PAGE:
BRIT POLITICS:Advanced 16 - 18 Years:Role of Interest Groups:Case Study: National Union of Teachers (NUT)

Case Study – National Union of Teachers (NUT)

Origins

The NUT was founded as the National Union of Elementary Teachers (NUET) for all teachers in England and Wales in June 1870, the year that Forster's Education Act set up elected local school boards to build elementary schools. ... From 400 members when it was founded, the NUT grew rapidly. [1]

Aims

The NUT campaigns on educational issues and working conditions for its members. Some of their current policies are:

- Fairer pay and better work-life balance for teachers (pressuring for a reduction in workload)
- Campaigning against recent governmental proposal that all schools should become academies
- Abolition of SATs at primary level
- Merging with another teacher union ATL to form a more representative and unified union for teachers [2]

Insider or Outsider?

The NUT is consulted by government after they have put on strikes or protests, however they are not an insider pressure group. This is because government does not consult them before passing a law that will affect them.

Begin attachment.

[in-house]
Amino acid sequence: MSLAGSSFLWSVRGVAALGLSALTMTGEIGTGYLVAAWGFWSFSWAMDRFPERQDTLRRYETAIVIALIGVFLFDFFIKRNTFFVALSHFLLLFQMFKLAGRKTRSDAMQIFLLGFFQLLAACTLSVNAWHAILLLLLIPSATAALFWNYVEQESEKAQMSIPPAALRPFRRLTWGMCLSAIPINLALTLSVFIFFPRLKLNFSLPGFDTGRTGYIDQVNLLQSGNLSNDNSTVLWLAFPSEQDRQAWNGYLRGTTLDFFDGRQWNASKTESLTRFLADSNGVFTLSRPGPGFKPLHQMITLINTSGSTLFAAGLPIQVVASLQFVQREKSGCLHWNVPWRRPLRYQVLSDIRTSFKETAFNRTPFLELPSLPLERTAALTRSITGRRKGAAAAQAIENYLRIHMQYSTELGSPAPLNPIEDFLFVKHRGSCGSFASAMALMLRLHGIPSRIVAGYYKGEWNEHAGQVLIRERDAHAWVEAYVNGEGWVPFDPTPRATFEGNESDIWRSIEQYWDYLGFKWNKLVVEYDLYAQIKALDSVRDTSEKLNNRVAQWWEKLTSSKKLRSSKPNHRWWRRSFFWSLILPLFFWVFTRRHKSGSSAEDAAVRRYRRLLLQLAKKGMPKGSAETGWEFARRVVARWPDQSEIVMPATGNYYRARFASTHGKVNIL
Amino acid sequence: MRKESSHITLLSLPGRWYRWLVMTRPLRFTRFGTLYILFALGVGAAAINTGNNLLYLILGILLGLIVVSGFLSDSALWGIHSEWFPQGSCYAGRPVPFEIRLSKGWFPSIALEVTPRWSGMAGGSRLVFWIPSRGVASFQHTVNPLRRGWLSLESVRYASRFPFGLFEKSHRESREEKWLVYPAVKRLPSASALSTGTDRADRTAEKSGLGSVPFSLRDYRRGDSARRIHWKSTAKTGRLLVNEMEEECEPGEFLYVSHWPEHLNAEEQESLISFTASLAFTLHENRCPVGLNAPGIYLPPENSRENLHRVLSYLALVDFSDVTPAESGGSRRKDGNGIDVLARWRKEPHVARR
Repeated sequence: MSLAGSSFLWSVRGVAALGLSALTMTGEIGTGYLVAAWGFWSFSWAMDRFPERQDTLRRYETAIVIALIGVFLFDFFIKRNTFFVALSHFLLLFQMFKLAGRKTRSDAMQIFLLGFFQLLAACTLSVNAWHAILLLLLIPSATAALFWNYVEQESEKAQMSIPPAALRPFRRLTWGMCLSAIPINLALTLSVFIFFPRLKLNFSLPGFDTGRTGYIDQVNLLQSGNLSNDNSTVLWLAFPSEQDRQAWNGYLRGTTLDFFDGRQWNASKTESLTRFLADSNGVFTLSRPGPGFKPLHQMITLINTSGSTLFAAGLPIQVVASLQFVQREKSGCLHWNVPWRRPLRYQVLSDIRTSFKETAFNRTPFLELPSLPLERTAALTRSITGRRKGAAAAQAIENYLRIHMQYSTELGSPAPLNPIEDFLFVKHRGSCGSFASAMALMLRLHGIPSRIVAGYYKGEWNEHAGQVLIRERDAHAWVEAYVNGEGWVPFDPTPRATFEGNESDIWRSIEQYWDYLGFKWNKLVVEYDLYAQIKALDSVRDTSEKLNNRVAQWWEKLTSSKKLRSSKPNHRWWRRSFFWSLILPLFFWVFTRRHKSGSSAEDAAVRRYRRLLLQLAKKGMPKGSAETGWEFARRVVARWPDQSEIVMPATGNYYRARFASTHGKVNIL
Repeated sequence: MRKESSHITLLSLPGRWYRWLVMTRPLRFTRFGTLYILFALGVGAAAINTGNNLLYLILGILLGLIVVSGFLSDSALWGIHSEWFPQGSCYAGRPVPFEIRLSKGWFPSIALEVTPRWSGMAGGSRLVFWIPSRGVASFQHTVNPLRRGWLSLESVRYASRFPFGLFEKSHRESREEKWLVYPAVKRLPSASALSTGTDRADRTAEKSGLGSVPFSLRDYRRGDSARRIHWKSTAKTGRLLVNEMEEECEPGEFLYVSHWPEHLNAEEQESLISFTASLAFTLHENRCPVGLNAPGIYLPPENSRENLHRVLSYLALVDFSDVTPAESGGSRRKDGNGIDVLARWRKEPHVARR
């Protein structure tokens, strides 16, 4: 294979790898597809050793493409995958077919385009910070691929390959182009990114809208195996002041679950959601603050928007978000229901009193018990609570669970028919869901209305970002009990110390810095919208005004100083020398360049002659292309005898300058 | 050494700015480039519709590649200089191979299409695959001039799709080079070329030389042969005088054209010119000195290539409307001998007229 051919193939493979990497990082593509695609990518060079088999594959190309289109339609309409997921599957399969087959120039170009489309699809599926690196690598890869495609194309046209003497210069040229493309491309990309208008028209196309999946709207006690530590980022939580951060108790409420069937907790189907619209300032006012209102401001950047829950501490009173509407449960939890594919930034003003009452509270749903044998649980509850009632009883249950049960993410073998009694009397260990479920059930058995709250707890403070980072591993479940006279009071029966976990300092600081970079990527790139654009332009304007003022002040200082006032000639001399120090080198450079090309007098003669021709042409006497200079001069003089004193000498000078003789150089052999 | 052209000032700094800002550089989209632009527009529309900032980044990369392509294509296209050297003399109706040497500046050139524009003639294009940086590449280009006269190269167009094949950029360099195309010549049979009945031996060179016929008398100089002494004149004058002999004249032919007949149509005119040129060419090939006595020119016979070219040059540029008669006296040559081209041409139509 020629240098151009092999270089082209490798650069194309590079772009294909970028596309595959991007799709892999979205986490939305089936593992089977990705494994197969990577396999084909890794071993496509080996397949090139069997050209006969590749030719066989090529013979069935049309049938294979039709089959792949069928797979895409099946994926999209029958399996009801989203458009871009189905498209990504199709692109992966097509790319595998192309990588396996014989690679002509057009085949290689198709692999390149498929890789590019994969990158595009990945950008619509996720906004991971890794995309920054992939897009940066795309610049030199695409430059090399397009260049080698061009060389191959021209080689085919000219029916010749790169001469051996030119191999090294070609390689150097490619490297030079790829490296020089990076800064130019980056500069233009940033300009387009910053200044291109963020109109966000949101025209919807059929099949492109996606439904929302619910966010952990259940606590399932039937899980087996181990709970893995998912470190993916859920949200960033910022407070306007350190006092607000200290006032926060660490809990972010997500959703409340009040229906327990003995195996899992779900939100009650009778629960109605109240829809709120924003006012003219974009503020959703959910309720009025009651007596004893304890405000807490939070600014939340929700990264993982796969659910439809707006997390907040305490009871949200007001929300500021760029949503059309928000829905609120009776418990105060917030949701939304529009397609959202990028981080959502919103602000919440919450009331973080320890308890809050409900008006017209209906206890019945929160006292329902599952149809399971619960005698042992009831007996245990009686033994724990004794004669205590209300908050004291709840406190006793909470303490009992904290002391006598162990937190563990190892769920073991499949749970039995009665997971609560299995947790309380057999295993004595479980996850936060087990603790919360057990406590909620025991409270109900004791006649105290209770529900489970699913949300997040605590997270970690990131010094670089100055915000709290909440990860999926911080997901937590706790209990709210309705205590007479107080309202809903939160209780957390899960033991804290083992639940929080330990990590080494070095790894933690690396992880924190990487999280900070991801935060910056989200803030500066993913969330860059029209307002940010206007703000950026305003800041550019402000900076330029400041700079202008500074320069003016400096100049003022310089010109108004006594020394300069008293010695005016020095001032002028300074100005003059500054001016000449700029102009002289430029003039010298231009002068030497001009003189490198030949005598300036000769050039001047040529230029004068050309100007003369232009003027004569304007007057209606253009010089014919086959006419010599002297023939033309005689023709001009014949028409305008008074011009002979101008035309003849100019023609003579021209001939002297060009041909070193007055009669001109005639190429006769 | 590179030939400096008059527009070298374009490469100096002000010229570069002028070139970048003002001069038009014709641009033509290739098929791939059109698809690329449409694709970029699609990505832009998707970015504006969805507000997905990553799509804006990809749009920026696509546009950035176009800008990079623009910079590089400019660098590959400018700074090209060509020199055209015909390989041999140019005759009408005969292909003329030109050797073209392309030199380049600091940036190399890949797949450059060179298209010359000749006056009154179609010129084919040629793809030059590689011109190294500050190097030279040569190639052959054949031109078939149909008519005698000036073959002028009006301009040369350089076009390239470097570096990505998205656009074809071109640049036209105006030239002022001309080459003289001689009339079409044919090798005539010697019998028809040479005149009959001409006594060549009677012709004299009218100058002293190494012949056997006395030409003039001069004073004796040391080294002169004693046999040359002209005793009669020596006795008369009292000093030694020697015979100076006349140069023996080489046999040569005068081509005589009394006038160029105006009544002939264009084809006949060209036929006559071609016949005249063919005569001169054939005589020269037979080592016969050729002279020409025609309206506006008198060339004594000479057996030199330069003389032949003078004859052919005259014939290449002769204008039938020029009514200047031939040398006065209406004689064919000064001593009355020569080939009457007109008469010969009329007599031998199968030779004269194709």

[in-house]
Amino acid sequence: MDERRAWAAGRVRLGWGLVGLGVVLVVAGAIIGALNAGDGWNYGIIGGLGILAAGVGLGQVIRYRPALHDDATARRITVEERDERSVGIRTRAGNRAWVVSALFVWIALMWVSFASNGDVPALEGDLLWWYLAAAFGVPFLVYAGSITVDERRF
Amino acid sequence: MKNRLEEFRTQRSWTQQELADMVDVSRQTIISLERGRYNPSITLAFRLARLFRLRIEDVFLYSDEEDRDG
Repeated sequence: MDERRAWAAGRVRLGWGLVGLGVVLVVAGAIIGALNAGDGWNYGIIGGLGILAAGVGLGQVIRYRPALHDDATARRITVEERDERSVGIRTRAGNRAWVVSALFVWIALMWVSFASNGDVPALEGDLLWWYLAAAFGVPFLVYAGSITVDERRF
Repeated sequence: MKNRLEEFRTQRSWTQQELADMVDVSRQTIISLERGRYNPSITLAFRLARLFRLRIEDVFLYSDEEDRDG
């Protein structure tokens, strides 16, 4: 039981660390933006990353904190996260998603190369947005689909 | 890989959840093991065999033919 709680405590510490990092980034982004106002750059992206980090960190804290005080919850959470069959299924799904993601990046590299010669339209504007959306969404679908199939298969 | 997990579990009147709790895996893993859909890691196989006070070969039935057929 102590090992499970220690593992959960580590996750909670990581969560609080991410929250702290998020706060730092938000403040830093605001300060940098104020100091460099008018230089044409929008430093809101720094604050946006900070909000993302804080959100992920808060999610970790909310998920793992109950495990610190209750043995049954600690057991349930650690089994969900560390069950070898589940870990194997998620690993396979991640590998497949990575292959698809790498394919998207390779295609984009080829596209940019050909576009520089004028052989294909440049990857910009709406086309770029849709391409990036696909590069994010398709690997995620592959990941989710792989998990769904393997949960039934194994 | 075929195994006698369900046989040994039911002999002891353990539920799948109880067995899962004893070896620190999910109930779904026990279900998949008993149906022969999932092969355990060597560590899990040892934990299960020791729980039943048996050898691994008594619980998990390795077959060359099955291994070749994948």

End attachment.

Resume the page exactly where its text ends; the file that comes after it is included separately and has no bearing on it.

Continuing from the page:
Interest or Cause?

The NUT is an interest pressure group because you must be a teacher to join, and they only protect and campaign for the interest of teachers. 
The NUT currently has around 400,00 members, making it the largest teachers’ union in the UK.
The NUT offers legal protection to its members. 

Successes

The NUT has established two financial service companies for teachers, the Teachers Assurance in 1877 and the Teachers Building Society in 1966
1896: when four teachers were sacked for not starting work at 7:55 am, the NUT organised a strike in Portsmouth and eventually managed to have these teachers reinstated.
1907 West Ham Strike: The Council here became a very anti-union one rejecting to acknowledge the NUT. The NUT began a strike, which forced the council to acknowledge the union and settle an agreement with the NUT.
2013: Teachers in conflict over policy with the then Education Secretary, Michael Gove. Many one day strikes took place on the subject of pensions, pay, and working conditions. A Department for Education report found that 27% of schools nationally were affected by these strikes.

Failures

Teachers Pensions Failure: When the government announced pensions increase in 2015, the NUT protested against this as it would lead to an increase in CPI inflation. In the end, they were not able to successfully combat this government measure.

References

[1] https://www.teachers.org.uk/members-reps/your-union/about-the-nut/nut-history

[2] https://www.teachers.org.uk/campaigns

Case study provided by Advanced Level Adviser - Zoe Lynes